By Hillel Aron
By Joseph Tsidulko
By Patrick Range McDonald
By David Futch
By Hillel Aron
By Dennis Romero
By Jill Stewart
By Dennis Romero
Otherwise, Silicon Valley scans like the original cast from Sinclair Lewis: George Babbitt playing to the millennium. What's happening in this micro-business paradise is what occurred generations ago in corporate Detroit: the creation of wealth off technology, and its reinvestment in more technology and private wants. Until that bubble burst, and the auto business was scattered all over North America. Been to the Motor City lately? Did it really remind you of Florence?
The Forgotten Man
I admit it: Reading mayoral archivist Jim Newton's account of Dick Riordan's triumphal frolic through the Orient was wearing me down. Thank heavens all hands are now back safe from all those travel hazards. Another week of cavorting and somebody might have been conked by an errant champagne cork.
In Taiwan, the mayor celebrated the renewal of a long-standing port agreement with the vast Evergreen Corp. In 1993, Evergreen, said to be the world's second-largest shipping firm, paid nearly $900,000 in fines for more than $172,000 worth of state and local campaign-money laundering. With all the Newtonian hoopla about that contract signing last week, you'd have thought the company was just about to move its cargo facilities to Morro Bay. But there was no real doubt that Evergreen would re-up: Newton's was a suspense story without suspense. Just plenty of fawning.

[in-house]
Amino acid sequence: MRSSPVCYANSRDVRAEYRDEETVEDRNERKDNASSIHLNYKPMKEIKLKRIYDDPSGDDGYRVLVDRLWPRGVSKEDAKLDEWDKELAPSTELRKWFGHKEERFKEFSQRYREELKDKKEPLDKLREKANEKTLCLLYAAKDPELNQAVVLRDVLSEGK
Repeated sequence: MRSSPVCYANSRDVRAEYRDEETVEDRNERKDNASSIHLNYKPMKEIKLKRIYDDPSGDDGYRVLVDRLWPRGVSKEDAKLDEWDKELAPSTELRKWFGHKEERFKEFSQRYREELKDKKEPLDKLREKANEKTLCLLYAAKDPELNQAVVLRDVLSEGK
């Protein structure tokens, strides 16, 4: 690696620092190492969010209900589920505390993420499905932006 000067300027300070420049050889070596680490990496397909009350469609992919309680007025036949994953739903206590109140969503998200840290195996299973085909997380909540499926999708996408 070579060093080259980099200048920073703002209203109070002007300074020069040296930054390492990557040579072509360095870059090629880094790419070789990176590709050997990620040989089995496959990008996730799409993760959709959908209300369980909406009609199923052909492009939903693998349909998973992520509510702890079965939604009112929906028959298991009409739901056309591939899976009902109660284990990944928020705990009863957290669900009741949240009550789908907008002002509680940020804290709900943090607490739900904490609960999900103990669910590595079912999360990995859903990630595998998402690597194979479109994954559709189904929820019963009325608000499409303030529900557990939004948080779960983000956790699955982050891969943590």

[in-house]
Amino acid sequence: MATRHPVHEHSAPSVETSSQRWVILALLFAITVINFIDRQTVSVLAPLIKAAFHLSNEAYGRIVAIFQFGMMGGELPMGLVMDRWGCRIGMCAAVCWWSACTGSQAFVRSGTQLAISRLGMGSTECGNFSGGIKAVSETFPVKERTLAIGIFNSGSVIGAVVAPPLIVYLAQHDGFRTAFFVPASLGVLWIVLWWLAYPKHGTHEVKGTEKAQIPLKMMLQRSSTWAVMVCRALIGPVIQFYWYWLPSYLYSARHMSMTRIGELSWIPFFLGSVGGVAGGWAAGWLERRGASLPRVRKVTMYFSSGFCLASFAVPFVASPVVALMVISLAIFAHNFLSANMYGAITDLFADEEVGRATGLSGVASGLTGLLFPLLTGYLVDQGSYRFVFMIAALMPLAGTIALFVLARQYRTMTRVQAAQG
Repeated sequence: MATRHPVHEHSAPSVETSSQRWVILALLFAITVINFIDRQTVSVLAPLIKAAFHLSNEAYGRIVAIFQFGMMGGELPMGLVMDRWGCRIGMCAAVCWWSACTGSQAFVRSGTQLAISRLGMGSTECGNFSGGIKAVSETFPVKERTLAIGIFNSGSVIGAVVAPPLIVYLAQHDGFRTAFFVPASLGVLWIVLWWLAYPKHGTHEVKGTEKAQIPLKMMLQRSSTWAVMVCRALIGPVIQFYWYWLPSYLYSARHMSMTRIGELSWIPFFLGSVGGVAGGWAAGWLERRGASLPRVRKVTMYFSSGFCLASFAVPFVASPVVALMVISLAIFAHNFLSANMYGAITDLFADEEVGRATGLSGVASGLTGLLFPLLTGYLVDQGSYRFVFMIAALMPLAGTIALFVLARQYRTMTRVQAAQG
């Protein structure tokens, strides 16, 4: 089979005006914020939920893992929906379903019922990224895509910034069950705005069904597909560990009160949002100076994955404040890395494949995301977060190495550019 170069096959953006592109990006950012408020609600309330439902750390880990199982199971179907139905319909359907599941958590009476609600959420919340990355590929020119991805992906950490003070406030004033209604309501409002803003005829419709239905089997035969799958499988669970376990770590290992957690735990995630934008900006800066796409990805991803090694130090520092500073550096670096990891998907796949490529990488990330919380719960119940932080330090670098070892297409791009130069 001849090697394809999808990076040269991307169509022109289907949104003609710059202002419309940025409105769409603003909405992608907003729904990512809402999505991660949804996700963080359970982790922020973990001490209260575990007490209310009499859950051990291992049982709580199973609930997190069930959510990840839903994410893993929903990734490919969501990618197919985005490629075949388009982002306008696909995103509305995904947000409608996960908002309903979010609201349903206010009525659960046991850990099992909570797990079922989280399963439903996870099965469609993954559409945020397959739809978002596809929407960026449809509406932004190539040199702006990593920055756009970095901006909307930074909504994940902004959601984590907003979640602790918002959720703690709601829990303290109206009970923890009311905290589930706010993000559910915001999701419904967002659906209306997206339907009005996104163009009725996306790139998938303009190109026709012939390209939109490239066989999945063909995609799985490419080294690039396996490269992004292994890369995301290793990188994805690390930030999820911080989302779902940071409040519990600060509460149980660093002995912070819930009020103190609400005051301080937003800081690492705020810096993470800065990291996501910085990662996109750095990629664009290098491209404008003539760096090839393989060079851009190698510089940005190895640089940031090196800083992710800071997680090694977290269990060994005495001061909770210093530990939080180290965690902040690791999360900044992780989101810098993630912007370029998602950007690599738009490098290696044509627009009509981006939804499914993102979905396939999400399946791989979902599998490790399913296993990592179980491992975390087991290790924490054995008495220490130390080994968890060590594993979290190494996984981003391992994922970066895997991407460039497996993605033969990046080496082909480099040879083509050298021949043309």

Newton also reported that in Beijing the mayor gamely toasted a Chinese official who, in fact, was not in attendance. But Newton cited no in absentia toasting in Taipei. It would have been appropriate, however, for Riordan to have lifted a glass to the faraway Arthur K. Snyder, ex-L.A. councilman, attorney and fixer still appealing a felony conviction. Snyder's name was often pegged to the furtive activities resulting in Evergreen's fine. As well as to lobbying for Mangrove Estates, the huge, still-pending Evergreen development east of City Hall. Presumably, in renewing its port contract, Evergreen was simply protecting both of its investments.
Racing to the Bottom
Sometimes, an individual's statement encapsulates exactly what's wrong with an entire institution. The way that a long-ago U.S. commander's "In order to save the village, it became necessary to destroy it" did with the military in Vietnam.
Speaking in the same spirit was an anonymous hospital administrator, quoted in Josh Meyer's Times story from Thursday of last week, contesting an official finding that King-Drew Medical Center was responsible for the fatal poisoning of dialysis patient Blanca Maldonado:
"It's like I parked my car and you ran into it and killed yourself, or if I left a knife out and you killed yourself. Why is that my fault?" the K-D official reportedly said, with "anger."
What really happened was that a novice doctor, as yet reportedly still undisciplined, left an open, unmarked container of orange poison liquid by Maldonado's bed. Which she then drank. This cowardly scumbag who's equating murderous professional ineptitude with patient suicide deserves immediate firing and blacklisting from the medical profession. So does everyone responsible for his employment.
If that doesn't cure the K-D staff's apparently endemic belief that no patient deaths are ever the hospital's fault, maybe the only answer left is to close the place down.